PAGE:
Wednesday, May 7, 2014

Book Review: The Storied Life of AJ Fikry

I was just looking back on my blog, and it's been years since I've done a book review. I've gotten lazy, apparently. So tonight I'm going to remedy that, not just for the sake of doing a book review, but because I finished The Storied Life of AJ Fikry today and I just have to write about it.

When I started it yesterday, I thought I was reading a book Amy had reviewed and I had requested from my library: The Unlikely Pilgrimage of Harold Frye. However, the first paragraph of The Storied Life of AJ Frikry seemed so unlike the book I remembered from the review, I had to think for a minute. Eventually I remembered reading about AJ Fikry from somewhere on NPR or Amazon...I can't remember which. Either way, I'm so glad I found this book, because I enjoyed immensely.

One of my favorite things to do when I go into someone's home is to read what books are on their shelves. It is possible to tell so much about a person if you know what they read. Plus, if they are readers, I naturally have a language to talk to them in; their reactions to certain titles tell so much about their personality and their worldview. Telling another person what your favorite book is about as honest as you can be.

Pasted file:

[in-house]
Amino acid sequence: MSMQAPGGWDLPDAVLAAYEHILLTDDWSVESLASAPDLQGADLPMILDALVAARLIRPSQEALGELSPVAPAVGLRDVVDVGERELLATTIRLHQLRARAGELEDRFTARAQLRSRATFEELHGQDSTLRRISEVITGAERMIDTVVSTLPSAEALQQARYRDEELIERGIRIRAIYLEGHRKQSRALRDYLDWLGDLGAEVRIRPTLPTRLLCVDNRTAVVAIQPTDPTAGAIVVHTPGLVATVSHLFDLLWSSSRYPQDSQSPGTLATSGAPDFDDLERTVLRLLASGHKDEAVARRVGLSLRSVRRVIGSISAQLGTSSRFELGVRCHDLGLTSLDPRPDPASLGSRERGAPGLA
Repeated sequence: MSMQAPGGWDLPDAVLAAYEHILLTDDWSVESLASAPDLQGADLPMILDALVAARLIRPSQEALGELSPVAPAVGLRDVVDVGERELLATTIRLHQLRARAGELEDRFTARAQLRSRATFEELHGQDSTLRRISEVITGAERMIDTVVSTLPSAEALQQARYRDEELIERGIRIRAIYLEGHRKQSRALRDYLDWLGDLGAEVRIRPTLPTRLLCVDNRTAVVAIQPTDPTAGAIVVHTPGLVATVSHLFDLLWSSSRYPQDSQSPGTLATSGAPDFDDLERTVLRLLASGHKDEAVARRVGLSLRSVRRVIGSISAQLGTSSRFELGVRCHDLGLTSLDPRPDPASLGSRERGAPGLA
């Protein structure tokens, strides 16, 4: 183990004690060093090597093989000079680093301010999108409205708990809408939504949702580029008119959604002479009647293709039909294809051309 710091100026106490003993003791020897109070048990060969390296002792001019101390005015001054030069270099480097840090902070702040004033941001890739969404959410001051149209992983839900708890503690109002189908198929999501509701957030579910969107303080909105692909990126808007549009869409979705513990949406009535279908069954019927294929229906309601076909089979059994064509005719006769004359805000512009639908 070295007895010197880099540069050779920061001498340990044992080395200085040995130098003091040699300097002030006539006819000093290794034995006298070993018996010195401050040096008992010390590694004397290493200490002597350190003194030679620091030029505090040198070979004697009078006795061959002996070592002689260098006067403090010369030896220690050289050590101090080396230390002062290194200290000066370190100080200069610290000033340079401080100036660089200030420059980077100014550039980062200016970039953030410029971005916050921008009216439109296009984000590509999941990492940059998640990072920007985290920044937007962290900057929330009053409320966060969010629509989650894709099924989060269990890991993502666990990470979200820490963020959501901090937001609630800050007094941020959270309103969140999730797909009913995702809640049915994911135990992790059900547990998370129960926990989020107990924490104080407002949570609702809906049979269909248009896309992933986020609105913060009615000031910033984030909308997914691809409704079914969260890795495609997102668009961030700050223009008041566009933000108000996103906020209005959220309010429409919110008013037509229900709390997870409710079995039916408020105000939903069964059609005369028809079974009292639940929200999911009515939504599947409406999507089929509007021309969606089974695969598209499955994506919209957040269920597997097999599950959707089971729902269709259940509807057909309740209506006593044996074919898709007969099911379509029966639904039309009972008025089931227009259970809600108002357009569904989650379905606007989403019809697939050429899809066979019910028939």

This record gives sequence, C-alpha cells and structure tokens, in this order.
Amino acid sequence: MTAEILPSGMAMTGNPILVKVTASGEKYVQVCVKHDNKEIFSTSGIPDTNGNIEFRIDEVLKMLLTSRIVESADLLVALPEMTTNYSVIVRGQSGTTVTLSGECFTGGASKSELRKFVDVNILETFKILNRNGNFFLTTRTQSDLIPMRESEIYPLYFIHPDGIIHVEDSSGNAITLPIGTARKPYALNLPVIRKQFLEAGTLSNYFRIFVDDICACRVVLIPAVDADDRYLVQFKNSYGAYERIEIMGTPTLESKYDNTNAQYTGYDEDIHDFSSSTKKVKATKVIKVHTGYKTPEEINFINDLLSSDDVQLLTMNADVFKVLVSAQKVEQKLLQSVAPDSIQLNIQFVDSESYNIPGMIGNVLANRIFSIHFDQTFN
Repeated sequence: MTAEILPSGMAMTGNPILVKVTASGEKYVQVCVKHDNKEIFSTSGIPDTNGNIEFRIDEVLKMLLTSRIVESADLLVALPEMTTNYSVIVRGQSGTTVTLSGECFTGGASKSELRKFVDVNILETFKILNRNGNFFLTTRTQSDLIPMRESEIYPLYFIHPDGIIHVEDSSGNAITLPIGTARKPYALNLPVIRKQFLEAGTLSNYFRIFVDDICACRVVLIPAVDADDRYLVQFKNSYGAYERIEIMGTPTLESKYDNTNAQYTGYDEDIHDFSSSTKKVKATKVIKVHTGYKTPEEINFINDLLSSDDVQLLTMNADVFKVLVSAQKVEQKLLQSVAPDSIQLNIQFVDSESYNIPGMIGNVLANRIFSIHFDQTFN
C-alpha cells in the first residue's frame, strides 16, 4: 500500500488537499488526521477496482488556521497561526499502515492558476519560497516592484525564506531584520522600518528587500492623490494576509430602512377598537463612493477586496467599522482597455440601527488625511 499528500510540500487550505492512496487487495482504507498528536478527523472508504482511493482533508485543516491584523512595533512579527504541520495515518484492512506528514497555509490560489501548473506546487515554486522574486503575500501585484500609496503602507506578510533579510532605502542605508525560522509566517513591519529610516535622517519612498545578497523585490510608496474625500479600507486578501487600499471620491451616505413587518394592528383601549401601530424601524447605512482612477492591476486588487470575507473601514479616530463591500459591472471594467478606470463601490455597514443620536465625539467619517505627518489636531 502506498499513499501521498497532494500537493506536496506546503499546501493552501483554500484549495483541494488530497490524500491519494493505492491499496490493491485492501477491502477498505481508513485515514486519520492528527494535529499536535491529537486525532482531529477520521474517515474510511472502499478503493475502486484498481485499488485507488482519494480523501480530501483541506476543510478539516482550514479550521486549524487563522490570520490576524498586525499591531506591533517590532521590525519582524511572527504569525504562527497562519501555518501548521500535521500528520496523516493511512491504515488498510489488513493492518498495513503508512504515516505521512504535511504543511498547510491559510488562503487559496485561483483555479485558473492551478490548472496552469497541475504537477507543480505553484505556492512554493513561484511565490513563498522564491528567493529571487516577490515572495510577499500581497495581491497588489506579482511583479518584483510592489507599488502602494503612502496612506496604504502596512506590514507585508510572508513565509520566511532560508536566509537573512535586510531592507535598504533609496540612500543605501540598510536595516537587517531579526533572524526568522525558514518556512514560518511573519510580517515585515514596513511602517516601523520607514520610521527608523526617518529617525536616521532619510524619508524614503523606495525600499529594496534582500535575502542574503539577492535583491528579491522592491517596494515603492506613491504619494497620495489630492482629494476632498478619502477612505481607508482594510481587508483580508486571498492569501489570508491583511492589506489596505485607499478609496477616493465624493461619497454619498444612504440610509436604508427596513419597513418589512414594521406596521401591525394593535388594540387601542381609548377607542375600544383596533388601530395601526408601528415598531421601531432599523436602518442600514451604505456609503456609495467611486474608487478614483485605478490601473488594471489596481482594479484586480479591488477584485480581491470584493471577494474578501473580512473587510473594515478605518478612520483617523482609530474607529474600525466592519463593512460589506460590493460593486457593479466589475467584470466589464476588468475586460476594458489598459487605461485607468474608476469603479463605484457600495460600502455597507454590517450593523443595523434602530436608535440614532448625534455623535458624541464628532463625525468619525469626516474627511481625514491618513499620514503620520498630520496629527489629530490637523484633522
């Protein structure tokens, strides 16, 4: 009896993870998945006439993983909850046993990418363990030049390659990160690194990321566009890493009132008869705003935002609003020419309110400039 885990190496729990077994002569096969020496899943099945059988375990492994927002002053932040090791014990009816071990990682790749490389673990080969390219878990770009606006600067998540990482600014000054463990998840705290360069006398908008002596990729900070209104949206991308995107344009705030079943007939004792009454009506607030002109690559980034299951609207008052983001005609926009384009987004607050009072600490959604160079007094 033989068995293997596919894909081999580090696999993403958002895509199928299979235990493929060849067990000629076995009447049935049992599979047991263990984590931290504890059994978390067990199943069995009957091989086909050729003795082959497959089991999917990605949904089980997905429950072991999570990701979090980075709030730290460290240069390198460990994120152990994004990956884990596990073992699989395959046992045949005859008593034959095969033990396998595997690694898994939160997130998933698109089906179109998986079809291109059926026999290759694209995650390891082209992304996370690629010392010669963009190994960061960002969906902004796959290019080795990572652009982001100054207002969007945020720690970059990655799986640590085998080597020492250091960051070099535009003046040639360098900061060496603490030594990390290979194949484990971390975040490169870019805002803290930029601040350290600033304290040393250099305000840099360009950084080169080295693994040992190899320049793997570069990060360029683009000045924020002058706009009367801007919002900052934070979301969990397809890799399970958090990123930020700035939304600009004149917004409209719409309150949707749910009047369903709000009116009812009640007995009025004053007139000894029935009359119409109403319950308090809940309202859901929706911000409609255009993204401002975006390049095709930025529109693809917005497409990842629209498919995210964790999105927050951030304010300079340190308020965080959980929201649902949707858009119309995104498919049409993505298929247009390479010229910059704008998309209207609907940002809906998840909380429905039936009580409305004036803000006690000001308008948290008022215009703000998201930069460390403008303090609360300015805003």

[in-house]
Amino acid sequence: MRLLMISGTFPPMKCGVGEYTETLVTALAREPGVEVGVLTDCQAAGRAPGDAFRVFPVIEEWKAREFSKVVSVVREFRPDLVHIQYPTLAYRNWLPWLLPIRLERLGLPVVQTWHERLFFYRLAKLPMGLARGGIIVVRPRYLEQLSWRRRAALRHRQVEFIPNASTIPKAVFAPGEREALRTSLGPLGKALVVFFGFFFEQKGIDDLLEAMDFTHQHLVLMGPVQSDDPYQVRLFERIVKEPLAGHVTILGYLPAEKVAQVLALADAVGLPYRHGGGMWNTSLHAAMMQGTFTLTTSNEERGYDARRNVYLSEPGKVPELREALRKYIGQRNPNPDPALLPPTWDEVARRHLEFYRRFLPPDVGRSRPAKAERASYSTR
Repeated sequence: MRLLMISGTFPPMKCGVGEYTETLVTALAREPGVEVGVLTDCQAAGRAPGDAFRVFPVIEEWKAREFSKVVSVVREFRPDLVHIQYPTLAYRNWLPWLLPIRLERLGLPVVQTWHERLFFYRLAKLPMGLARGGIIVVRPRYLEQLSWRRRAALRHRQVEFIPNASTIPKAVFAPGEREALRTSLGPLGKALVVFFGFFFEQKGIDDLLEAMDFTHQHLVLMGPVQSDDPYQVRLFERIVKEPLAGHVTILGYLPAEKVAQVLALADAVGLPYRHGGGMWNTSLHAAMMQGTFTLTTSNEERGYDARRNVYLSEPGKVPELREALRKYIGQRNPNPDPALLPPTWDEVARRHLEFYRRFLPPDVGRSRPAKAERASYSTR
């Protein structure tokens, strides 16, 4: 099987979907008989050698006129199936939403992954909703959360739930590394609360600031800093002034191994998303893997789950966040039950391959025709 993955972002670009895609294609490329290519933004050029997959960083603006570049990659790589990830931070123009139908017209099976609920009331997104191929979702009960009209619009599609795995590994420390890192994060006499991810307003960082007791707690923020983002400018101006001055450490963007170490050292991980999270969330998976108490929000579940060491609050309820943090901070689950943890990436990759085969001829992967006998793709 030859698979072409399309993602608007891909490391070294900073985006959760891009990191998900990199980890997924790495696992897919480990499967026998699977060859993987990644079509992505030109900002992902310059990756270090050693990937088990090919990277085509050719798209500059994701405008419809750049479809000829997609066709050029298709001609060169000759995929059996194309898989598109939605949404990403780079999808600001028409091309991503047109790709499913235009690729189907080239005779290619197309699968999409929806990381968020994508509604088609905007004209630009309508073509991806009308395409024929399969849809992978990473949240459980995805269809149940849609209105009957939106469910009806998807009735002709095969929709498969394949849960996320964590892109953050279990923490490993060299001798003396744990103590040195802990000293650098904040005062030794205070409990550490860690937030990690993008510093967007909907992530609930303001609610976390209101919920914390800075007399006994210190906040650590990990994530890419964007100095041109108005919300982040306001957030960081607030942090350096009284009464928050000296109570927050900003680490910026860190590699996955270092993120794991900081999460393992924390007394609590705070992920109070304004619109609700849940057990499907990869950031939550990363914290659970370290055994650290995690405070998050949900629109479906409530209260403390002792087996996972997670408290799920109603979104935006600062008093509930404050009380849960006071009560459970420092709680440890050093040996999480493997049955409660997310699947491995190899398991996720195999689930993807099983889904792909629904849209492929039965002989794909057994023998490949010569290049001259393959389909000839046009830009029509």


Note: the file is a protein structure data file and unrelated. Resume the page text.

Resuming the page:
AJ Fikry is the owner of a small bookstore; he has definite opinions on books and their reader. The people who come into his bookstore are interesting and real. I don't want to ruin the book by giving too much of the story away. What I loved is that it is a book about books and reading and readers. I laughed out loud at some of the quotes in it; these are some of my favorites.

"Her mother likes to say that novels have ruined Amelia for real men." (Amy and I were just texting about this last night.)

"I've never really liked babies...Conversations with her lacks to say the least. We talk about Elmo, and I can't stand him by the way, but other than that, it's mainly about her. She's totally self-centered. (Yes, children are remarkable self-centered. As are preteens, as I'm coming to find out...)

"I've always wanted to try Turkish Delight in Narnia. When I read The Lion, the Witch, and the Wardrobe as a boy, I used to the think that Turkish Delight must be incredibly delicious if it made Edmund betray his family....I guess I must have told my wife this, because one year Nic gets a box for me for the holidays. And it turned out to be this powdery, gummy candy. I don't think I've ever been so disappointed in my life." (I'm can totally relate to the this - I'm heartbroken to find this out - I always imagined it like some Narnian form of General Tao's chicken. Boo that it's just candy, boo!)

"'The last thing I read...the last thing I read was this menu.' 'And the last thing I read  was your necklace.' he says. 'Maria.' The meal is perfectly cordial after that. He will never find out what Maria reads."

And, my very favorite: "Sometimes books don't find us until the right time." (Because how true is that? How perfect is it to read the exact book you need at the exact point in time you need it? It has happened to me more times than I can count.)

It is a tiny little book, only 258 pages; I read it in less than 24 hours, and went to work in during those 24 hours. I loved the story, I loved the characters, I loved the way that it made me feel connected to others simply through the act of reading.